Enough with my bitching, though, I mean, for all that, I still give the fuckin' thing a 12! Everyone's heard "Don't Stand So Close For Me," and for good reason, it's one of those instant classic songs that could raise the score of an album containing some of the worst pieces of excrement ever recorded. Hell, put it at the end of an album containing nothing  else but Justin Bieber, a few Mike and the Mechanics hits, a bunch of Yoko Ono scream-fests an extended version of Floyd's "A New Machine," and Yes's "Angkor Wat" featuring even more Cambodian poetry, and prevent me from skipping ahead, knowing that "Don't Stand So Close To Me" is at the end might prevent me from shooting myself halfway through. What I'm trying to say is that it's a great song. Interesting synth textures, great lyrics, catchy melody--the opening synthscape shows that the band had adeptly moved into more of a New Wave style than reggae or punk, and they still knew how to make great music.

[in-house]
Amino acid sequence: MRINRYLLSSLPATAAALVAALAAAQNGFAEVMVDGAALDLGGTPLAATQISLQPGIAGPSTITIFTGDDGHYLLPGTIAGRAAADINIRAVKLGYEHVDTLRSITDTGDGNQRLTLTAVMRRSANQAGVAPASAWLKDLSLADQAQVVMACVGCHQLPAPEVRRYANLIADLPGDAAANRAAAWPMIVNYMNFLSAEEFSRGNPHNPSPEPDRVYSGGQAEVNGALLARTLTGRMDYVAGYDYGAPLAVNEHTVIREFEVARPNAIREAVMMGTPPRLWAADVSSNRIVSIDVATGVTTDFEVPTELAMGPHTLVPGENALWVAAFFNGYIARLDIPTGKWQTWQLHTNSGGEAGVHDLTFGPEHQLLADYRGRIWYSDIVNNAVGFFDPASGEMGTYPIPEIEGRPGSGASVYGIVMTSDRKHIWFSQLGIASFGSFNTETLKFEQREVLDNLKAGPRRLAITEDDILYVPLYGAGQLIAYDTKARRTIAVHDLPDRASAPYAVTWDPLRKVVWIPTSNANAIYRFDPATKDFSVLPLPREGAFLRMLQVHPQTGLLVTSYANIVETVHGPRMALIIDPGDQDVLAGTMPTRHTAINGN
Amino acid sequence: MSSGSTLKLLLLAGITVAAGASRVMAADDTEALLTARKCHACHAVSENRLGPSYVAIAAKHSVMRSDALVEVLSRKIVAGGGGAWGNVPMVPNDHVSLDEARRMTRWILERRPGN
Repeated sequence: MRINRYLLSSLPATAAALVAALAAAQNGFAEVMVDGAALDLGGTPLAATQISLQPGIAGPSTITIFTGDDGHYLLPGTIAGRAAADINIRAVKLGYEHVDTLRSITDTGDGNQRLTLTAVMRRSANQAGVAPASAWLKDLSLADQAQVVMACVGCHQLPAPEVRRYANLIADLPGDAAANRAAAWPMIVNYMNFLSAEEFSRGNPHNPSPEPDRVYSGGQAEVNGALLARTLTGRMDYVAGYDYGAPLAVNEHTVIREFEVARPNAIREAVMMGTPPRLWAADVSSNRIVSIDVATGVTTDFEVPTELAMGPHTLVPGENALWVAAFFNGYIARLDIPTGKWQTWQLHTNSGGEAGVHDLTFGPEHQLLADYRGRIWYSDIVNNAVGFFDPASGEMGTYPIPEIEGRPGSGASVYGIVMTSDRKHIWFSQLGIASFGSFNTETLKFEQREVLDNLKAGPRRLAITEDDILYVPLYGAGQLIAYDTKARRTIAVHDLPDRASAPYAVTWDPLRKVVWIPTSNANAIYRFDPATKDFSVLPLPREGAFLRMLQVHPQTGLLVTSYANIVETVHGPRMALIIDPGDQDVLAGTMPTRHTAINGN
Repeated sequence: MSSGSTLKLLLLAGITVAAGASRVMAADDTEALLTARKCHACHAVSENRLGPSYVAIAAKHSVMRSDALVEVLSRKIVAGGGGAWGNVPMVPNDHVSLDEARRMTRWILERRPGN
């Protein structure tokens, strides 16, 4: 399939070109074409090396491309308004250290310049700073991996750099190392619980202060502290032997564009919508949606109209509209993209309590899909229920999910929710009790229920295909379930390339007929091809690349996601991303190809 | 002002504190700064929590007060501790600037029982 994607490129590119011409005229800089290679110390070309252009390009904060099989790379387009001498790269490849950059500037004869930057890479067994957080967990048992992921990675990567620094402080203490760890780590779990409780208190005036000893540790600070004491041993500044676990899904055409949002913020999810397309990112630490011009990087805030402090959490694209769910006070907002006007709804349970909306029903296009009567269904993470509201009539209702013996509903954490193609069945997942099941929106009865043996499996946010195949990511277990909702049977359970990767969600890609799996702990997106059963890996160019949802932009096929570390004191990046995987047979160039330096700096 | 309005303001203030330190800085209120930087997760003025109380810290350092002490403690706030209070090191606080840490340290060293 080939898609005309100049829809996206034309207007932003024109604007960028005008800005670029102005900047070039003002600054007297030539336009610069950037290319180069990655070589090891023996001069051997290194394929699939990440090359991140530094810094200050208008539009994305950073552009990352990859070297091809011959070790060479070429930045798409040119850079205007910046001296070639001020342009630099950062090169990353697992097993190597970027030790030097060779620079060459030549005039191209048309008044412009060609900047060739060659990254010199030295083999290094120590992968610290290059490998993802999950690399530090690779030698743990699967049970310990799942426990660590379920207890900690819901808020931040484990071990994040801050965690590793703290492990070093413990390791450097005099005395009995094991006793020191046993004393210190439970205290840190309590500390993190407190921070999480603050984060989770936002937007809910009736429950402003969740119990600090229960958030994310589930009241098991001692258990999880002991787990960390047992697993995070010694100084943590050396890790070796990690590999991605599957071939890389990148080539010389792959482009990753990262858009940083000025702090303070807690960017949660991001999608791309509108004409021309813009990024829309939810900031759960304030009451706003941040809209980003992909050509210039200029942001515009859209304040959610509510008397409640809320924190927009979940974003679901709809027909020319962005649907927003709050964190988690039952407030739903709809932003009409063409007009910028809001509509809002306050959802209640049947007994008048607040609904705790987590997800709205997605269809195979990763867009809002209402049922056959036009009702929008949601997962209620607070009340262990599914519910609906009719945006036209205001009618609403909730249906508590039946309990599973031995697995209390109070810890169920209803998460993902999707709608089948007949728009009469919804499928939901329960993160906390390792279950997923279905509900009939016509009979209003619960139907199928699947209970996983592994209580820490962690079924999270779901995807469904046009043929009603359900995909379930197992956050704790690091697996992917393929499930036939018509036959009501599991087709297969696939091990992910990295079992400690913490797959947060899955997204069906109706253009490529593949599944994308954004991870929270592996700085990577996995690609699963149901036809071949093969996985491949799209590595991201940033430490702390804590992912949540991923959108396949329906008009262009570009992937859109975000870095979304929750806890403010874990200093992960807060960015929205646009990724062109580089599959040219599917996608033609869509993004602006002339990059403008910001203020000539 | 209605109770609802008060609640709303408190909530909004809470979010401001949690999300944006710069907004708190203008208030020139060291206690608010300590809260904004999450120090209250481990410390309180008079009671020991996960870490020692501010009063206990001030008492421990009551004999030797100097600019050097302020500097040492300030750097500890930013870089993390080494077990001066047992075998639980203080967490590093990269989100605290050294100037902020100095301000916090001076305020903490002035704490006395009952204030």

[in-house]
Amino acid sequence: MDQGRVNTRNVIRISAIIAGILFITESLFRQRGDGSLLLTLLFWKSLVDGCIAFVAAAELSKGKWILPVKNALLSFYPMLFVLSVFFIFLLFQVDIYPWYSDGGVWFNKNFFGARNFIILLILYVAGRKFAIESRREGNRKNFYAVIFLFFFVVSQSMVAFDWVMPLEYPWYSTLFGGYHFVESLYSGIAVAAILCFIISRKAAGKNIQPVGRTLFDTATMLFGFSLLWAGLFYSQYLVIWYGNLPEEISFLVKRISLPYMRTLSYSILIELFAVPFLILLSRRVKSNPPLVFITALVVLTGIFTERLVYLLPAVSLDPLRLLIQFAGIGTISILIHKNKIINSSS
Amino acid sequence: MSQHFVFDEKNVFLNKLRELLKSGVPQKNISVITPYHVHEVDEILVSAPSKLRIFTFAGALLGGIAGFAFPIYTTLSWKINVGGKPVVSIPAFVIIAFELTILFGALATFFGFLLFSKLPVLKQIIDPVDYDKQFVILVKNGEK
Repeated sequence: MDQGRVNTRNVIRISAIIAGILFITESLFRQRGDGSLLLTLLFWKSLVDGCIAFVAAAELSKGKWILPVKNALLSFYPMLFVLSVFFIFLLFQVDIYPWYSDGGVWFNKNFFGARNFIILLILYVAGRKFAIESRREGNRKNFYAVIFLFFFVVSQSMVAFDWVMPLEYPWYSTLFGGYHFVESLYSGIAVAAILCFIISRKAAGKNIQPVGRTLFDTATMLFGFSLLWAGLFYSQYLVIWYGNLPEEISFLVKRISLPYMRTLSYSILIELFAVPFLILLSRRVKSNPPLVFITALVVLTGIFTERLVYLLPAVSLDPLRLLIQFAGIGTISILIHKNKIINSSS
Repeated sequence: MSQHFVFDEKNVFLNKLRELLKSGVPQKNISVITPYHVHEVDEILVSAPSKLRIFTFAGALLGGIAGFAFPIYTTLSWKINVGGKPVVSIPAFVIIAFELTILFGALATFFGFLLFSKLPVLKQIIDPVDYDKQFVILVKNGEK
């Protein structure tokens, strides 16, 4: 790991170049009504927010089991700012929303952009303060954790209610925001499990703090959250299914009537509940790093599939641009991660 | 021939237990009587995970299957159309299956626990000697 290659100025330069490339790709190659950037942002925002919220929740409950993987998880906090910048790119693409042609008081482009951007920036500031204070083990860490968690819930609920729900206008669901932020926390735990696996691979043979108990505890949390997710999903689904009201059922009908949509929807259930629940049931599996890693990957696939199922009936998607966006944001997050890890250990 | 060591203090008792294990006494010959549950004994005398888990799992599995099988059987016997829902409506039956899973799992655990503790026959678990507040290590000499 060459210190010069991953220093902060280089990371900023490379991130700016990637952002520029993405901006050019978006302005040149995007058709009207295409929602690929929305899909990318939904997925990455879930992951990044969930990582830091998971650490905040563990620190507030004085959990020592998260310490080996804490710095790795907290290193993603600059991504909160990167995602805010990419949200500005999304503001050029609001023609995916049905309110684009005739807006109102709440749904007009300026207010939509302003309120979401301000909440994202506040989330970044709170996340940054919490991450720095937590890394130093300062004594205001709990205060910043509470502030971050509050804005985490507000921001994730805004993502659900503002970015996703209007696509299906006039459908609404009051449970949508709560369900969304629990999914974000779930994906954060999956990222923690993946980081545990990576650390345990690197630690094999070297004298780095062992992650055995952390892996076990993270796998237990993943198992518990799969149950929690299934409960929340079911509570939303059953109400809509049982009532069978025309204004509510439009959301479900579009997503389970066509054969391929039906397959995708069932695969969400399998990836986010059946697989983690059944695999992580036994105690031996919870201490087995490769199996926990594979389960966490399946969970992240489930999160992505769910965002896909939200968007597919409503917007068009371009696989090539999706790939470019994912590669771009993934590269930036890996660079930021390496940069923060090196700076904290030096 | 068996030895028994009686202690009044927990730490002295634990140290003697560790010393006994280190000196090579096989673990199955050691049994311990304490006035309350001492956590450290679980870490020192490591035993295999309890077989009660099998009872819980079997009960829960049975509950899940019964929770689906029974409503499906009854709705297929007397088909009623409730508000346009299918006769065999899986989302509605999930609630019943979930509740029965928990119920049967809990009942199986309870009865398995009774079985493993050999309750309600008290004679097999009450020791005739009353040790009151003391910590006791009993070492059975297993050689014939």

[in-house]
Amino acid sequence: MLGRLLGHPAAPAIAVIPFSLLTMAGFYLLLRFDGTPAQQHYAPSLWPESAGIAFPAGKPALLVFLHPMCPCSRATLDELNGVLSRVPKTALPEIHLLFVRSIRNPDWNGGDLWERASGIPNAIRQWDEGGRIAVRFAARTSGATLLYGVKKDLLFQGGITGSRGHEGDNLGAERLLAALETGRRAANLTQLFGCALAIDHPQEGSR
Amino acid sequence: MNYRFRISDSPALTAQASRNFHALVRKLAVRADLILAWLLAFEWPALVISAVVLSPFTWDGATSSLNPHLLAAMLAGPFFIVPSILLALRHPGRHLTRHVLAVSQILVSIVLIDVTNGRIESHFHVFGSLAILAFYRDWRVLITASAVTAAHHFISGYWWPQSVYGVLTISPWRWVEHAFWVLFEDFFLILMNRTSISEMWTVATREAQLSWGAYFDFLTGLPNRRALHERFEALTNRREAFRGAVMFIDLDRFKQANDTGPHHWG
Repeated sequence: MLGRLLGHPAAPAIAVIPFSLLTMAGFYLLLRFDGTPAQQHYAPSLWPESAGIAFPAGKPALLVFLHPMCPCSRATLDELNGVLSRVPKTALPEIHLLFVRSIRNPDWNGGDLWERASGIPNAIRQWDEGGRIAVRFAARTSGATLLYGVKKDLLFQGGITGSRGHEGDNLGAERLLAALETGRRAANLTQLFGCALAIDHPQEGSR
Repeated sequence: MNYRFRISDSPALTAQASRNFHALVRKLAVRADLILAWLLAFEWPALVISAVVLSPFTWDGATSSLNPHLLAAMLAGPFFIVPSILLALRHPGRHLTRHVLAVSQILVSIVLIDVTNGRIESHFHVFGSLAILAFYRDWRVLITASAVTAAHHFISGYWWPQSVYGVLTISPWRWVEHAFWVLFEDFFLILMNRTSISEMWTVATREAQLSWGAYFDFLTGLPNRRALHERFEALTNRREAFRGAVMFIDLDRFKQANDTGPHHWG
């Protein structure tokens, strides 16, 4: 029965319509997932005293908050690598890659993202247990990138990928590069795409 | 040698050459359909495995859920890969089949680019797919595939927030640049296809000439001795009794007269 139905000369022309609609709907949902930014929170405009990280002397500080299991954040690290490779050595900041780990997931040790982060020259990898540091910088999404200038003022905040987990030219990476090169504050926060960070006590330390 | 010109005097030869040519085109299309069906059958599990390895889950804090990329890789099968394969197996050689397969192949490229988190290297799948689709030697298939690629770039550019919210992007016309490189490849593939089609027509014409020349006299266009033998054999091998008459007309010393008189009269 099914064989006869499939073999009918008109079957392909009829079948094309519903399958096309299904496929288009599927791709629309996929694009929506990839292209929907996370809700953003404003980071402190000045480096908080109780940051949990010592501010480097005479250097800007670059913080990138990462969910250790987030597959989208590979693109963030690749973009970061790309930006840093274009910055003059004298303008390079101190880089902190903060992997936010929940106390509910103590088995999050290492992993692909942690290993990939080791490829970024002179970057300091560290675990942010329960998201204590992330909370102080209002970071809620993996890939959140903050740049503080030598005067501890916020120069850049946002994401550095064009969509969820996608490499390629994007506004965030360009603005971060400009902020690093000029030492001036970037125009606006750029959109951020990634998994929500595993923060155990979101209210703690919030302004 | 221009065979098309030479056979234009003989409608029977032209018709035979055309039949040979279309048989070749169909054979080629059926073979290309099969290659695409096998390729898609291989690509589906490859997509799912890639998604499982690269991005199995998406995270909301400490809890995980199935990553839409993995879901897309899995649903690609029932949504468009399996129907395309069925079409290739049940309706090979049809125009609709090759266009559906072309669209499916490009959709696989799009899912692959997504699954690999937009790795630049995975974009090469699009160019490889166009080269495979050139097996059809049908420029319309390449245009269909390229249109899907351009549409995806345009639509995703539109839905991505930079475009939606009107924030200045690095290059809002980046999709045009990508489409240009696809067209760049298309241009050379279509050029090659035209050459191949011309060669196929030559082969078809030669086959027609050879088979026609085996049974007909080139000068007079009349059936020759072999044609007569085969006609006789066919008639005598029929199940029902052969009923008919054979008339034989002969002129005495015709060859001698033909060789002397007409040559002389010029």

Obviously, none of the rest of the album scales those heights, but there's some other good stuff. "Driven to Tears" signals the emergence of a socially conscious Sting, and while socially conscious Sting can be incredibly annoying (I mean, really, who's gonna take advice from a guy who calls himself Sting? That's almost as dumb as getting advice from a guy who calls himself Bono!), this is a great song. Awesome bassline, and a really good groove. "When the World Is Running Down You Make The Best of What's Still Around" has another great chorus, although the verses aren't as memorable and I have to penalize the song slightly for making me write out that damn title. "Canary in a Coalmine" and Stew's "Bombs Away" are both enormously fun, infectious pop songs, especially the former, and both have the good sense to end before they get annoying. "De Do Do Do De Da Da Da" is one of the band's lesser singles, in my view, but it's still a Police single and is thus a great song. Sting gives a fantastic vocal performance, but it just doesn't captivate me as most of their singles do.